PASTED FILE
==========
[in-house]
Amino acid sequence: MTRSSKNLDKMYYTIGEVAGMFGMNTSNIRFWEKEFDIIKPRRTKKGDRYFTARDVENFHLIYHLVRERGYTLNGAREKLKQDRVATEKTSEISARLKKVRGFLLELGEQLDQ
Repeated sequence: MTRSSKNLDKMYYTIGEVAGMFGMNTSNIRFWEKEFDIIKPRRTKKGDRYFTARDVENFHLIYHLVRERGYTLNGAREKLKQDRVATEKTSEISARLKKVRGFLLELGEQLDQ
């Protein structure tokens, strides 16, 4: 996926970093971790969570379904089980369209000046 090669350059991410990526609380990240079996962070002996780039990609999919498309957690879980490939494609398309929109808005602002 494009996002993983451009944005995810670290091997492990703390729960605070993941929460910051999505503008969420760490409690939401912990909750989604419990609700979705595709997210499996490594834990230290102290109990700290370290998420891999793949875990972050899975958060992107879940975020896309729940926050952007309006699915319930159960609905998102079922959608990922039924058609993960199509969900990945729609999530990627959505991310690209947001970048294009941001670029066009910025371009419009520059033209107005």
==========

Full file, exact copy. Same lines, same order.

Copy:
[in-house]
Amino acid sequence: MTRSSKNLDKMYYTIGEVAGMFGMNTSNIRFWEKEFDIIKPRRTKKGDRYFTARDVENFHLIYHLVRERGYTLNGAREKLKQDRVATEKTSEISARLKKVRGFLLELGEQLDQ
Repeated sequence: MTRSSKNLDKMYYTIGEVAGMFGMNTSNIRFWEKEFDIIKPRRTKKGDRYFTARDVENFHLIYHLVRERGYTLNGAREKLKQDRVATEKTSEISARLKKVRGFLLELGEQLDQ
């Protein structure tokens, strides 16, 4: 996926970093971790969570379904089980369209000046 090669350059991410990526609380990240079996962070002996780039990609999919498309957690879980490939494609398309929109808005602002 494009996002993983451009944005995810670290091997492990703390729960605070993941929460910051999505503008969420760490409690939401912990909750989604419990609700979705595709997210499996490594834990230290102290109990700290370290998420891999793949875990972050899975958060992107879940975020896309729940926050952007309006699915319930159960609905998102079922959608990922039924058609993960199509969900990945729609999530990627959505991310690209947001970048294009941001670029066009910025371009419009520059033209107005």